Can what you eat impact a condition like depression? Can food cause it? It’s true that we are made up of chemicals and that the chemicals we take in can impact the chemical processes of our body and even our mind. But to what extent? To what extent does our digestive tract influence our brain? And how does our mental health impact our digestive tract?
Researchers at leading health and medicine institutions like Johns Hopkins are exploring just that–how our gut impacts our mental health and vice versa. Our gut is sensitive to stress, according to Harvard Health, but if you’ve ever felt queasy because you had to deliver a public speech or take a difficult test, you probably are well aware of that.
But it’s not just stress. Emotions like sadness and anger can also impact your digestive tract. But why? According to researchers, it’s because the brain and GI tract have a direct connection.
Impact of Diet on Mental Health
Many people have heard the saying, “you are what you eat.” That’s certainly oversimplifying the case, but there is some truth in the phrase because what we eat does affect what happens inside of us, chemically speaking. Eating foods that cause inflammation, (basically the fun food that people love to eat and not your garden variety veggies), for example, can affect your gut health which can affect your mental health.
A diet that is high in refined sugars has been shown to worsen the symptoms of mental health conditions like depression and anxiety. No–changing your diet cannot “cure” mental health conditions, but it may have some positive impact over time on your digestive health and your mental health. When your GI tract and brain are deprived of nutritious foods, they can become bogged down by inflammation caused by eating unhealthy foods.
But how can a daily doughnut breakfast cause inflammation? And how exactly does inflammation affect mood? When you eat a diet that’s high in refined sugars, it affects the delicate balance in your digestive system. What’s going on there is a constant battle between good bacteria and bad bacteria. Guess what the bad bacteria love to eat? That’s right–refined sugar. They love white bread, doughnuts, candy, soda pop–everything we know we should eat in moderation (or low quantities) but often don’t.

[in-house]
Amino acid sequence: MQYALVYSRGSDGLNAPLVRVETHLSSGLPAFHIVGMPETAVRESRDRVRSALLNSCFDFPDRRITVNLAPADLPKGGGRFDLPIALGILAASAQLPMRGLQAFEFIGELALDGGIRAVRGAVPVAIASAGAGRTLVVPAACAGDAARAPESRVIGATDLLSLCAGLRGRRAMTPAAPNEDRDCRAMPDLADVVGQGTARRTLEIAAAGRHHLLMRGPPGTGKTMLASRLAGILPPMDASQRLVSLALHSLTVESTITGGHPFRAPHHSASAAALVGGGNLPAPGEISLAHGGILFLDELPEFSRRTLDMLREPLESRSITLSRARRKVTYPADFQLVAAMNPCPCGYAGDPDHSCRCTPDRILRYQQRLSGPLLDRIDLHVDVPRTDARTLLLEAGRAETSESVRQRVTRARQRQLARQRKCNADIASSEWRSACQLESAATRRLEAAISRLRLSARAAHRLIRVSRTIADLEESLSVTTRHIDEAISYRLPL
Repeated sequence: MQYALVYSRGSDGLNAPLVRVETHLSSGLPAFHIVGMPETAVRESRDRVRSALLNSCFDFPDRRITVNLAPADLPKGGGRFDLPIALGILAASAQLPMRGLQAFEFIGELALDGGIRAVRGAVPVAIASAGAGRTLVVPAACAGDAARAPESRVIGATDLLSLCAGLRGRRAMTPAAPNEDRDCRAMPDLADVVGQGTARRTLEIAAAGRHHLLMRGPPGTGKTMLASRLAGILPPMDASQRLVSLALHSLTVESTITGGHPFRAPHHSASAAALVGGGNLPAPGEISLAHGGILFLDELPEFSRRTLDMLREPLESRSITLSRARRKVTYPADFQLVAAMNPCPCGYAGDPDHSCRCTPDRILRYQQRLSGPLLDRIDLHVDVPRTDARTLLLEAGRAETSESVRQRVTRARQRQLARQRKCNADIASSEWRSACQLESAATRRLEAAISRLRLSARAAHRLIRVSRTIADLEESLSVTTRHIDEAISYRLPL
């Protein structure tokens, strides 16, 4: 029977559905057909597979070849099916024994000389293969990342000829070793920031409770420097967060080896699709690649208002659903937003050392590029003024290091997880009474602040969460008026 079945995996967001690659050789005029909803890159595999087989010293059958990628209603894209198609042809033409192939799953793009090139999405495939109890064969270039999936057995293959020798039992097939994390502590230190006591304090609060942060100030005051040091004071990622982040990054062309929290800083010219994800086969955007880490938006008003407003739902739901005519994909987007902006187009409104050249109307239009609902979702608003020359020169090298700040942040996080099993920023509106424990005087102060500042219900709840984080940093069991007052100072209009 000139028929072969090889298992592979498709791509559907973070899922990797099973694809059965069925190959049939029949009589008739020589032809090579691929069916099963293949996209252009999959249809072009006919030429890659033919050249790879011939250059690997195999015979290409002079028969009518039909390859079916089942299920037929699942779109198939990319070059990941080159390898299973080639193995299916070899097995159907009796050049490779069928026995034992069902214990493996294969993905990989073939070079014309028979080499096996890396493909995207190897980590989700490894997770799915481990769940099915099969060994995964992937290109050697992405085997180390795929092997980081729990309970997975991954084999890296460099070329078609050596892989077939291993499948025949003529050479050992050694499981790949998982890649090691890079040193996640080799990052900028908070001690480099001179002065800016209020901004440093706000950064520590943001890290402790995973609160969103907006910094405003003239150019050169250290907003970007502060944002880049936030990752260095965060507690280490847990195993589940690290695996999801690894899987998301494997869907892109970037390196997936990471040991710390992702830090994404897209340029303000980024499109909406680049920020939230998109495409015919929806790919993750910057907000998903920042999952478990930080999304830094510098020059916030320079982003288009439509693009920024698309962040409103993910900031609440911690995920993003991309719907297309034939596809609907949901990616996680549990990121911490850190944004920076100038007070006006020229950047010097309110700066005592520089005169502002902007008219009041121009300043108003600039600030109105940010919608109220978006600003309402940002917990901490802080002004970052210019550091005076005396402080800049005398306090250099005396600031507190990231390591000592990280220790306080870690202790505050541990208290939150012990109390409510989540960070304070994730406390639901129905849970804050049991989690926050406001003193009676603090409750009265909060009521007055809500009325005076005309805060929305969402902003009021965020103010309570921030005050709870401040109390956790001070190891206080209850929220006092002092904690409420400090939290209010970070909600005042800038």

The good bacteria keep bad bacteria like inflammation-causing yeast in check. Good bacteria, you may have heard, can come from probiotics–the bacteria found in foods like Greek yogurt, kimchi, and sauerkraut. When your good bacteria are losing the battle and bad bacteria releasing inflammation (free radicals) into the body, they also travel up to the brain where they can–and do–impact brain tissue negatively.
And that’s not all. Your good bacteria helps support serotonin, a neurotransmitter involved in mood regulation. 95 percent of all of your serotonin is produced where? In your gastrointestinal tract! When your good bacteria are falling down on the job, it’s not surprising that serotonin production may take a hit and you feel the effects in some way–feel sluggish, undermotivated, a bit sad.
What Are Probiotics–and Why Can’t They Cure Your Depression?
We say that gut health can impact mental health. In the context of mental illness, the gut is one factor that may or may not impact an individual’s mental health condition. Clearly, there are many people who eat cake more than they eat vegetables who are not suffering from poor mental health. There are health food aficionados who suffer from conditions like depression. So, what gives? What is the takeaway here?